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this is my first post and I'm sure it's a very trivial question, but I spent 1h trying to find a solution by myself, without success :-( I would like to plot 2 curves in the same figure with the following code:

import sympy as syp


x, y = syp.symbols('x, y')

my_function = syp.exp(-(x-2)**2)*syp.exp(-(y-3)**2) + 2*syp.exp(-(x+1)**2)*syp.exp(-(y-1)**2) 

gradient_1 = syp.diff(my_function, x)
gradient_2 = syp.diff(my_function, y)


curve_1 = syp.plot_implicit(syp.Eq(gradient_1, 0))
curve_2 = syp.plot_implicit(syp.Eq(gradient_2, 0))

What I see is only the first plot, while I would like to have both the curves in the same picture, maybe also with a grid if possible. Any ideas? Many thanks in advance!

EDIT: with matplotlib it's very easy, but I cannot find any specific example for the function syp.plot_implicit

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2 Answers

up vote 1 down vote accepted

It might work if you do:

>>> curve_1.extend(curve_2)
>>> curve_1.show()

However mixing implicit plots might not be implemented yet.

Be aware that your curve_1 and curve_2 are not what sympy considers "single curves" i.e. Series instance, but rather "collections of a number of curves", i.e. Plot instances.

You can also extract the matplotlib objects from curve_1._backend.fig and other _backend attributes.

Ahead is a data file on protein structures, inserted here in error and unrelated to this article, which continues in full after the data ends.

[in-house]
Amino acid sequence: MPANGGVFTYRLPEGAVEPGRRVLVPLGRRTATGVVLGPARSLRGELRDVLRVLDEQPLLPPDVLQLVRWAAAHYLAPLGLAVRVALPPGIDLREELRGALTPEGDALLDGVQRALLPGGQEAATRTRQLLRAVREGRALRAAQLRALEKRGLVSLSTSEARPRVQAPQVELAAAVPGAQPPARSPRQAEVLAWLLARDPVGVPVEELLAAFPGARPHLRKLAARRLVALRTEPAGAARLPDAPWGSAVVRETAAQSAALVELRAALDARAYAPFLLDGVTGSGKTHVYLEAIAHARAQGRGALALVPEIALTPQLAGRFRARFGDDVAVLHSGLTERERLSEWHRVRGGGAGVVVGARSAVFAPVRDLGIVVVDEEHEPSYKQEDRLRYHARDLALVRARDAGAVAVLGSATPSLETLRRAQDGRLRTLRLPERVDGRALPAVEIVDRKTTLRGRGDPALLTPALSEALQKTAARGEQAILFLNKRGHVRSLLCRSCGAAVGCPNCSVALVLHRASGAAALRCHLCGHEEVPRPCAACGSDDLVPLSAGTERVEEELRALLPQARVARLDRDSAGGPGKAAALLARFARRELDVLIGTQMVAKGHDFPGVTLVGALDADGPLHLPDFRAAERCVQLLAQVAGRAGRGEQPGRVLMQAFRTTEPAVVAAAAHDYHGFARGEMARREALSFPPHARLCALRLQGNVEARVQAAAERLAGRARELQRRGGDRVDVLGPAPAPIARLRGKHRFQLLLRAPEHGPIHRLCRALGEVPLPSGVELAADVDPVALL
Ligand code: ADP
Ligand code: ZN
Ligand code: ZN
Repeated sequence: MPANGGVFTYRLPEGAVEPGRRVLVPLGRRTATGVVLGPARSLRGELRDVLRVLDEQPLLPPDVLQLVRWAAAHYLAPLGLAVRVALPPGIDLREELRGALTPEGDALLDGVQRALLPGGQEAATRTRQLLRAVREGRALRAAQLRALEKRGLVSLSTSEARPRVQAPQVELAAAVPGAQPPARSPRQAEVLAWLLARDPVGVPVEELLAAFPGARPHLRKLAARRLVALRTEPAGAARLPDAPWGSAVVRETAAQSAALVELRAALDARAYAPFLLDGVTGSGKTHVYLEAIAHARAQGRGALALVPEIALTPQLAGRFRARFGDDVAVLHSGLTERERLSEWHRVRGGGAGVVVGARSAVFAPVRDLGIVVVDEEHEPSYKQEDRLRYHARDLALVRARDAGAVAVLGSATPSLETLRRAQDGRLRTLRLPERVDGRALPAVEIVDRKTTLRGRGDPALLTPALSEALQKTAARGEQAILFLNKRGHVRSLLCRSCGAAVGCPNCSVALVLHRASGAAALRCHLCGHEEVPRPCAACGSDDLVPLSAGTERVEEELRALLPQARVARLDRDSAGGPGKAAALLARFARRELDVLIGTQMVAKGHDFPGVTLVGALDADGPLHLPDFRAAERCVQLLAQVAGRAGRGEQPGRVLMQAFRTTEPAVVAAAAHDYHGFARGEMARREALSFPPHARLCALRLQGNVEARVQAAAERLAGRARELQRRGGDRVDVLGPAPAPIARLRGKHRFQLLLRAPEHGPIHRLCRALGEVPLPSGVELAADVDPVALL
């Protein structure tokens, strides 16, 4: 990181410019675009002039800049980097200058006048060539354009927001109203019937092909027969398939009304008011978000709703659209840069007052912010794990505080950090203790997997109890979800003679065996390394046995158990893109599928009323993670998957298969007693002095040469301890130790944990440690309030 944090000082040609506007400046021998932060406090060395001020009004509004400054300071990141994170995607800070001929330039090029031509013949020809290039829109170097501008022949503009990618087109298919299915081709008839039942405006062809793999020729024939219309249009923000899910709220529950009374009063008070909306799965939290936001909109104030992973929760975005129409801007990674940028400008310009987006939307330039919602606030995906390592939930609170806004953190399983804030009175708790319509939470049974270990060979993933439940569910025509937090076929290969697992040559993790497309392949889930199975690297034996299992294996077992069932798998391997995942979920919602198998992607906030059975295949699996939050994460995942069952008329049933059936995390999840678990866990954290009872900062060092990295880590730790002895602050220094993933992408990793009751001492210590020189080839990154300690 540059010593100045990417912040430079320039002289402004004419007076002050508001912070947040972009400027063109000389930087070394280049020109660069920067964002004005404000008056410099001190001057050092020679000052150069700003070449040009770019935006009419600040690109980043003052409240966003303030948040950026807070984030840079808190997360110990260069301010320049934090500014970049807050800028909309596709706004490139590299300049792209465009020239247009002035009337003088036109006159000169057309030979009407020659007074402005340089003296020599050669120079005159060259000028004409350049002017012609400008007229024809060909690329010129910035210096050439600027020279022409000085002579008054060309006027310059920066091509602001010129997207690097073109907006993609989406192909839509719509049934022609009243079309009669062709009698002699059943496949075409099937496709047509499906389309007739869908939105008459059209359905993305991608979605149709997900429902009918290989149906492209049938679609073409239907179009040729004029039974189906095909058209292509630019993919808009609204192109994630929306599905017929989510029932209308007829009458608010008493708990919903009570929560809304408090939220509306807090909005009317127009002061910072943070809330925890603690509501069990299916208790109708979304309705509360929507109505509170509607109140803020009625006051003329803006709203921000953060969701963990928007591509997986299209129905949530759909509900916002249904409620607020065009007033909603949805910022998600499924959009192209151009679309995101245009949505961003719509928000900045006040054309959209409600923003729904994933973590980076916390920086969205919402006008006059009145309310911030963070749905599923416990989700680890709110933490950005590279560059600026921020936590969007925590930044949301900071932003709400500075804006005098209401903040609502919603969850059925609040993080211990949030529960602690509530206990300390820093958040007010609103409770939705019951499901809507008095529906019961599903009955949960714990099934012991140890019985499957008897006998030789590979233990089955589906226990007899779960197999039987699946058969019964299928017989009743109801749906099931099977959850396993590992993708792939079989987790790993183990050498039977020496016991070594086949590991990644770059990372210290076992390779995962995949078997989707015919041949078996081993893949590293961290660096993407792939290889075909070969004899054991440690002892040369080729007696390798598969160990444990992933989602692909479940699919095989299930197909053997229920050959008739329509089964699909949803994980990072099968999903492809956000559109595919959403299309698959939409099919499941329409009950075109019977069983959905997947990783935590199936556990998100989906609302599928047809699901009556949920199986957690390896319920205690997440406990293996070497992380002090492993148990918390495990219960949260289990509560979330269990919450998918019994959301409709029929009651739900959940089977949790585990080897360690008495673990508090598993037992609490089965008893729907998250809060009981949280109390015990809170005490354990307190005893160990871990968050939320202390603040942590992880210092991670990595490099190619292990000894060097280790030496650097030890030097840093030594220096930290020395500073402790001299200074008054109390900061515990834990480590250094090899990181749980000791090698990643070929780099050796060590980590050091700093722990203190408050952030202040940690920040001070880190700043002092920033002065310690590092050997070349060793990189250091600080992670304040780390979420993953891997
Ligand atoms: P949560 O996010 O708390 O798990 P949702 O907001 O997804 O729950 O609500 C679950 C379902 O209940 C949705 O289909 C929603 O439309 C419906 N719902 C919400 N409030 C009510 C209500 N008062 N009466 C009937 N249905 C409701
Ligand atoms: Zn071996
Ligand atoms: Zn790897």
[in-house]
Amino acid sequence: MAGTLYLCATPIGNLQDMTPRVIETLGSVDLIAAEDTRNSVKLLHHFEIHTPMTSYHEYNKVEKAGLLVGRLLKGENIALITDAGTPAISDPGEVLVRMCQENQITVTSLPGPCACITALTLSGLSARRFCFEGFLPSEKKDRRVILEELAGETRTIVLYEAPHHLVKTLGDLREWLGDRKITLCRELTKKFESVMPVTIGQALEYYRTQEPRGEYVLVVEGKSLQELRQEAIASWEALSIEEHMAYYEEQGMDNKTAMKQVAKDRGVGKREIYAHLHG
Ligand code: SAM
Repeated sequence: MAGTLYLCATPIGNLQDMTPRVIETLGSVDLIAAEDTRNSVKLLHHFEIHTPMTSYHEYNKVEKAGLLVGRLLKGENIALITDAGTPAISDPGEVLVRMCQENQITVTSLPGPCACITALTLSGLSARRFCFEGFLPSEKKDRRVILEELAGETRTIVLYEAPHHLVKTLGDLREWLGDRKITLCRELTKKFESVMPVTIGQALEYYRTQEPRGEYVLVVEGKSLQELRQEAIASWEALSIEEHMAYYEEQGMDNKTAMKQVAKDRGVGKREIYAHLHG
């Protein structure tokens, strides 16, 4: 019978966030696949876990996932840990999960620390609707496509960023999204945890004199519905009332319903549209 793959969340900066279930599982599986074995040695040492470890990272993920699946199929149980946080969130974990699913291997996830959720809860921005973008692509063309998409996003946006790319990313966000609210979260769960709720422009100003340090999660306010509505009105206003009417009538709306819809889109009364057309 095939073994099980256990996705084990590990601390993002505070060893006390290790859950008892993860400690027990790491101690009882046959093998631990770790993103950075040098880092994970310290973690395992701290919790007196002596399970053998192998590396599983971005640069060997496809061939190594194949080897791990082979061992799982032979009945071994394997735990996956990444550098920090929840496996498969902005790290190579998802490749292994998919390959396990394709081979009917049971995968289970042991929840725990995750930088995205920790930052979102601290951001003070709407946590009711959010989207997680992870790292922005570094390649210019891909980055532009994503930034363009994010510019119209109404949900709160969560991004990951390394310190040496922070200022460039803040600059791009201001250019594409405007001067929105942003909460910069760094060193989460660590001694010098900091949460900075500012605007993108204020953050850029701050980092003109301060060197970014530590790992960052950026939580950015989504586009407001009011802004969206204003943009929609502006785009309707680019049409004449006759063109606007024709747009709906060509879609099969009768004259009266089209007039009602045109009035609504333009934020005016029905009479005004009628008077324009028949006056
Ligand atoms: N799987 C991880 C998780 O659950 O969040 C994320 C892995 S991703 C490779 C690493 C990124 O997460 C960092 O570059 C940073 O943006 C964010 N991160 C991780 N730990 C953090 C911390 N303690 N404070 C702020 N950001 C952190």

In conclusion, there is a nice API to do what you want, but probably the methods behind it are not finished yet.

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Yes, it works, that's great! I also found another way by using "pyplot.contour" (see here ), but it requires the manual calculation of the gradient, so your method is still the best one. Do you know if it can be plotted with a grid? I don't see this option in the parameters that can be passed to the function... –  user2983638 Nov 12 '13 at 15:52
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Another, perhaps more efficient way, would be to compute both at the same time using Or

plot_implicit(Or(Eq(gradient_1, 0), Eq(gradient_2, 0)))
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Yes it works, and maybe it's slightly more elegant. –  user2983638 Nov 13 '13 at 8:32
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